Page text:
Gable Roof Systems are one of the most common roof systems in the US. A gable roof also called a peaked or pitched roof, has a triangular shaped design that comprises of two sides sloping in the opposite directions and coming together at the top to form a ridge.
Advantages of Gable Roof Systems:
- The slope of the roof allows it to easily shed snow and leaves no standing water
- They can improve the ventilation
- The simpler design means it is easy to build and thus reduces the labor costs and makes it a cheaper option
- It leaves more roof space for the attic
Disadvantages of Gable Roof Systems:
- They are not as wind resistant and can cause problems in high wind areas and during windstorms. If it is not adequately supported, strong winds can cause the roof to collapse.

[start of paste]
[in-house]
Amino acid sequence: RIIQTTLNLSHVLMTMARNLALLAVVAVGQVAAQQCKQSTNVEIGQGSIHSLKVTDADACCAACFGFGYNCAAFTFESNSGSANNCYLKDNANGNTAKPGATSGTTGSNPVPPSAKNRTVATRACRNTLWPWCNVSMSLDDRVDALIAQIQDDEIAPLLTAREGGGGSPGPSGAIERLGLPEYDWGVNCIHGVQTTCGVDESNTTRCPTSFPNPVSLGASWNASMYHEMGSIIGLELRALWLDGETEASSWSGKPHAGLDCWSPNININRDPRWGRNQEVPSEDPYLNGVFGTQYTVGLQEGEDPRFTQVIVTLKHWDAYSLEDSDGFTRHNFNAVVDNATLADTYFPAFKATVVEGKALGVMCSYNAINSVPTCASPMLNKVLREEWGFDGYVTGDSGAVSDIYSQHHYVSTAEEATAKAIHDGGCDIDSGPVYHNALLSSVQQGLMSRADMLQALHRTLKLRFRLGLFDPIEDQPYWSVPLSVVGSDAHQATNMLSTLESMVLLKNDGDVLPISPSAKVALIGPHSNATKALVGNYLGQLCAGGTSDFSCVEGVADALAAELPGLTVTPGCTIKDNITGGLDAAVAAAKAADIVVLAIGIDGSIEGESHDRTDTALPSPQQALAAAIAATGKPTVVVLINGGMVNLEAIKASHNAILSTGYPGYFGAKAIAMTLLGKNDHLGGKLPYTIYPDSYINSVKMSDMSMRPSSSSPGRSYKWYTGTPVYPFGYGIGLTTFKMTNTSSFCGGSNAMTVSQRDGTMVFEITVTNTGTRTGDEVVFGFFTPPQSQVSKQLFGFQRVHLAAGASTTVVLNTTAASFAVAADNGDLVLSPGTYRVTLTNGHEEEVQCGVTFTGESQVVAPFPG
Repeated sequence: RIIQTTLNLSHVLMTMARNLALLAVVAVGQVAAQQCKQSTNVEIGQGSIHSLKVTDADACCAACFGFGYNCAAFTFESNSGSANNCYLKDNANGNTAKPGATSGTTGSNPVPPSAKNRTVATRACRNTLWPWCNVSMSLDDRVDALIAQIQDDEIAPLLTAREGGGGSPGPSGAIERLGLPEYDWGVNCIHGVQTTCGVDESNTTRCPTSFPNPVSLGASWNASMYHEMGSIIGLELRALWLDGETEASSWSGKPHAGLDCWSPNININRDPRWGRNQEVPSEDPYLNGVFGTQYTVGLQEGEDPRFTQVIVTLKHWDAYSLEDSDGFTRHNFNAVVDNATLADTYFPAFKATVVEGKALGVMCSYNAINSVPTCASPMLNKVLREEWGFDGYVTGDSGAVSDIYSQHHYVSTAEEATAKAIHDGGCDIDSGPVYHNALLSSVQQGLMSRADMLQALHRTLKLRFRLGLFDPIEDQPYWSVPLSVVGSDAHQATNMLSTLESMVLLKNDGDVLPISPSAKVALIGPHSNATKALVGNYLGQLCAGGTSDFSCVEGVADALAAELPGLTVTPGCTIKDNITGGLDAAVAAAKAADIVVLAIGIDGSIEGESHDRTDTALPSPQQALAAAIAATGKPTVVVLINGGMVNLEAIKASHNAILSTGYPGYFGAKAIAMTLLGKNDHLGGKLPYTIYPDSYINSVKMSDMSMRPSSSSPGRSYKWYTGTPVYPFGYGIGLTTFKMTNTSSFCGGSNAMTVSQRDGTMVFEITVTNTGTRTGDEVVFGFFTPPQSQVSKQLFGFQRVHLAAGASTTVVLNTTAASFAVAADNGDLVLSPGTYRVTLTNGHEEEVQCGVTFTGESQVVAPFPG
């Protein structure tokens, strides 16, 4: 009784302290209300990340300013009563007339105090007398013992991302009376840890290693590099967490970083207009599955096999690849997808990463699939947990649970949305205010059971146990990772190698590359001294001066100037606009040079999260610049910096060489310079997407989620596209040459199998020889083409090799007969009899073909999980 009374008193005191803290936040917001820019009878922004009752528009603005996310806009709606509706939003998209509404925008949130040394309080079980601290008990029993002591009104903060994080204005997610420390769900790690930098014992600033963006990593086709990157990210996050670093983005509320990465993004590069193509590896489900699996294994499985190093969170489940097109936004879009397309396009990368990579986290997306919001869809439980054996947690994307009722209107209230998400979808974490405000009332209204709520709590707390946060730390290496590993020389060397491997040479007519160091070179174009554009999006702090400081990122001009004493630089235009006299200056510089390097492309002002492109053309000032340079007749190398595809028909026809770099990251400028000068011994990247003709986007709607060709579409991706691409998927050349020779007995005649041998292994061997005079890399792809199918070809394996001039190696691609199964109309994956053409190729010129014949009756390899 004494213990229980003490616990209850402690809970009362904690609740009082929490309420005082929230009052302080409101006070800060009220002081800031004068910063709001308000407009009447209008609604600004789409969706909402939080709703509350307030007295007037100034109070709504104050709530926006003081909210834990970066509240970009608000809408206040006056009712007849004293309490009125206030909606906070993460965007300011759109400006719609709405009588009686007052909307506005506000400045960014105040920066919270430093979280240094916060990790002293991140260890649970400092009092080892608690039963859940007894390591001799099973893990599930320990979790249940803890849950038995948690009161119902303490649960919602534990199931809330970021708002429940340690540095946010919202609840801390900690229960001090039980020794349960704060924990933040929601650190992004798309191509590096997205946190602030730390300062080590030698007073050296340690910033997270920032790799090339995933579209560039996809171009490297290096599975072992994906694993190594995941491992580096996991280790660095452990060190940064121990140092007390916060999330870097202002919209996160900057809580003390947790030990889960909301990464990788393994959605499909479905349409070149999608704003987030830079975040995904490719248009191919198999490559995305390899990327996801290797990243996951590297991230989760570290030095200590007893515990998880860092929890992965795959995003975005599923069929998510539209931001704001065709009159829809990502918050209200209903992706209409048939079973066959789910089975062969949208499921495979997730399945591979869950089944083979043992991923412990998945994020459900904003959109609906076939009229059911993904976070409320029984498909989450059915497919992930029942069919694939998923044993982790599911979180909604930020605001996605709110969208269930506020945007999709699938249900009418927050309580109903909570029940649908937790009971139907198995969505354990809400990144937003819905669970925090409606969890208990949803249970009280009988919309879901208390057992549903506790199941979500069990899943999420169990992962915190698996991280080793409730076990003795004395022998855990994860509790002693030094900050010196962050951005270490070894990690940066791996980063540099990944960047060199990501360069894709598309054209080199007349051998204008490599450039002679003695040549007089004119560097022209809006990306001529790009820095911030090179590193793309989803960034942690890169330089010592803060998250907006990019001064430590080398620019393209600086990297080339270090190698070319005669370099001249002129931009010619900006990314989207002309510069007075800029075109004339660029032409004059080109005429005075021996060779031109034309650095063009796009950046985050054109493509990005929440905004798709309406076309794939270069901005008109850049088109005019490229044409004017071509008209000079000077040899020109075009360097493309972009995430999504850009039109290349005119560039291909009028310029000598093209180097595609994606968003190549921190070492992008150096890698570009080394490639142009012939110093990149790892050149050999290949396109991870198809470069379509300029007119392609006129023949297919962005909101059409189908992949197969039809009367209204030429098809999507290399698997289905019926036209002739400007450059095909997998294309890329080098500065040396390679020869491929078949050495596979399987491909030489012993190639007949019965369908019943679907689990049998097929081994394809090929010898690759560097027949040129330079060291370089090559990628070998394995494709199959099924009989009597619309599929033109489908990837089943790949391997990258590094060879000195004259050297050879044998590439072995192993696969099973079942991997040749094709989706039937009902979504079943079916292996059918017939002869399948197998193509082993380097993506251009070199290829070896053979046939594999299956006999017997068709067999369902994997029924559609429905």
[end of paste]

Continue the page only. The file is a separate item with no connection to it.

It is, therefore, important to ensure that proper braces are used if a house with a gable roof is in a high wind or a hurricane-prone area and the roof is inspected for damage after a windstorm.
Types of Gable Roofs:
Side Gable: It is a basic peaked roof with two equal sides sloping in the opposite directions at an angle. Both the panels meet at the midpoint of the building to form a ridge. The triangular section can either be enclosed (boxed gable roof) or left open (open gable roof)
Crossed Gable: Crossed Gable is generally used for a home with separate wings. In this roof design, two individual gable roof units are connected at an angle and the ridges of the two units are kept perpendicular to each other.
Front Gable: The front gable roof is generally seen in houses with a Colonial design. It is installed at the entrance of a home.
Dutch Gable Roof: This is a cross between a gable roof system and a hip roof system. A gable is installed on top of a hip roof, which makes it more aesthetically appealing and provides more space.